Tradewind Recruitment: Science Teacher

£90 - £140 per day: Tradewind Recruitment: I am currently working in partnersh...

Recruitment Genius: Doctors - Dubai - High "Tax Free" Earnings

£96000 - £200000 per annum: Recruitment Genius: Looking for a better earning p...

Recruitment Genius: PHP Developer

£32000 - £36000 per annum: Recruitment Genius: A rapidly expanding company in ...

Day In a Page

Isis hostage crisis: The prisoner swap has only one purpose for the militants - recognition its Islamic State exists and that foreign nations acknowledge its power

Isis hostage crisis

The prisoner swap has only one purpose for the militants - recognition its Islamic State exists and that foreign nations acknowledge its power, says Robert Fisk
Homeless Veterans appeal: ‘If you’re hard on the world you are hard on yourself’

Homeless Veterans appeal: ‘If you’re hard on the world you are hard on yourself’

Maverick artist Grayson Perry backs our campaign
Missing salvage expert who found $50m of sunken treasure before disappearing, tracked down at last

The runaway buccaneers and the ship full of gold

Salvage expert Tommy Thompson found sunken treasure worth millions. Then he vanished... until now
Assisted Dying Bill: I want to be able to decide about my own death - I want to have control of my life

Assisted Dying Bill: 'I want control of my life'

This week the Assisted Dying Bill is debated in the Lords. Virginia Ironside, who has already made plans for her own self-deliverance, argues that it's time we allowed people a humane, compassionate death
Move over, kale - cabbage is the new rising star

Cabbage is king again

Sophie Morris banishes thoughts of soggy school dinners and turns over a new leaf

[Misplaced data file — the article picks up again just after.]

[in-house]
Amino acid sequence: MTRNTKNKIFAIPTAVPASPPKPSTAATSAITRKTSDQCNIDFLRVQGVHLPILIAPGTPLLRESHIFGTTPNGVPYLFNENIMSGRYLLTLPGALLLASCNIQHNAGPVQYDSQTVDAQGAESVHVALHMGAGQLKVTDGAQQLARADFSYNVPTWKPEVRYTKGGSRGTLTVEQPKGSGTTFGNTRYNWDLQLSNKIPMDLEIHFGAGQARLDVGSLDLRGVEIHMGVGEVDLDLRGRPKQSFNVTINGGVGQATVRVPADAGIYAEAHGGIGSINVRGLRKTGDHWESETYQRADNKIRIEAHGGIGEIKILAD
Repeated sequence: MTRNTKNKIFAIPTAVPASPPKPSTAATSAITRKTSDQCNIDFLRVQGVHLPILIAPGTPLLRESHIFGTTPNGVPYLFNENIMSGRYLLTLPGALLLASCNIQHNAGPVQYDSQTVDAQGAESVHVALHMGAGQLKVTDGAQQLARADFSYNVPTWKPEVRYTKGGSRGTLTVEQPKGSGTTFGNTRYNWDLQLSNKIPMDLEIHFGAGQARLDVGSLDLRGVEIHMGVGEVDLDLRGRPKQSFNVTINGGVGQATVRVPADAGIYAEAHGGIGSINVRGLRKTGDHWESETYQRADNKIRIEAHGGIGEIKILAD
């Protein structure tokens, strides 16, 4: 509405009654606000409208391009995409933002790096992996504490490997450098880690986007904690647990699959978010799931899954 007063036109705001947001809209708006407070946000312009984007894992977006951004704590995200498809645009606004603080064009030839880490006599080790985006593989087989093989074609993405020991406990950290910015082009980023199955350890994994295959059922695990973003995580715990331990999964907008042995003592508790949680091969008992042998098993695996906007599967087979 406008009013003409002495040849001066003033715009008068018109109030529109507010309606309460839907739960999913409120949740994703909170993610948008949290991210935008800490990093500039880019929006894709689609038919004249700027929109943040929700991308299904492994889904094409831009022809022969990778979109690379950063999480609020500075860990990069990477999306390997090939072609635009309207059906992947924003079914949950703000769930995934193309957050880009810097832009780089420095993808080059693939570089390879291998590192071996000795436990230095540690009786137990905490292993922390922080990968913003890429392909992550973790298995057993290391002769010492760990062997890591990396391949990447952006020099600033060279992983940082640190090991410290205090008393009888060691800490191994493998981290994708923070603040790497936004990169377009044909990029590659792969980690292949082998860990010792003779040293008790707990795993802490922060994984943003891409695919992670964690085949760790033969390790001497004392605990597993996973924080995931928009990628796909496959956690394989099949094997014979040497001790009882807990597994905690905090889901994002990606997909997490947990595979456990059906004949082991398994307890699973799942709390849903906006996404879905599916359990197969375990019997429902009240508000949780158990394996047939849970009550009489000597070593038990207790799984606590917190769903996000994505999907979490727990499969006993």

11 best winter skin treats

Give your moisturiser a helping hand: 11 best winter skin treats

Get an extra boost of nourishment from one of these hard-working products
Paul Scholes column: The more Jose Mourinho attempts to influence match officials, the more they are likely to ignore him

Paul Scholes column

The more Jose Mourinho attempts to influence match officials, the more they are likely to ignore him
Frank Warren column: No cigar, but pots of money: here come the Cubans

Frank Warren's Ringside

No cigar, but pots of money: here come the Cubans
Isis hostage crisis: Militant group stands strong as its numerous enemies fail to find a common plan to defeat it

Isis stands strong as its numerous enemies fail to find a common plan to defeat it

The jihadis are being squeezed militarily and economically, but there is no sign of an implosion, says Patrick Cockburn
Virtual reality thrusts viewers into the frontline of global events - and puts film-goers at the heart of the action

Virtual reality: Seeing is believing

Virtual reality thrusts viewers into the frontline of global events - and puts film-goers at the heart of the action
Homeless Veterans appeal: MP says Coalition ‘not doing enough’

Homeless Veterans appeal

MP says Coalition ‘not doing enough’ to help
Larry David, Steve Coogan and other comedians share stories of depression in new documentary

Comedians share stories of depression

The director of the new documentary, Kevin Pollak, tells Jessica Barrett how he got them to talk
Has The Archers lost the plot with it's spicy storylines?

Has The Archers lost the plot?

A growing number of listeners are voicing their discontent over the rural soap's spicy storylines; so loudly that even the BBC's director-general seems worried, says Simon Kelner
English Heritage adds 14 post-war office buildings to its protected lists

14 office buildings added to protected lists

Christopher Beanland explores the underrated appeal of these palaces of pen-pushing
Human skull discovery in Israel proves humans lived side-by-side with Neanderthals

Human skull discovery in Israel proves humans lived side-by-side with Neanderthals

Scientists unearthed the cranial fragments from Manot Cave in West Galilee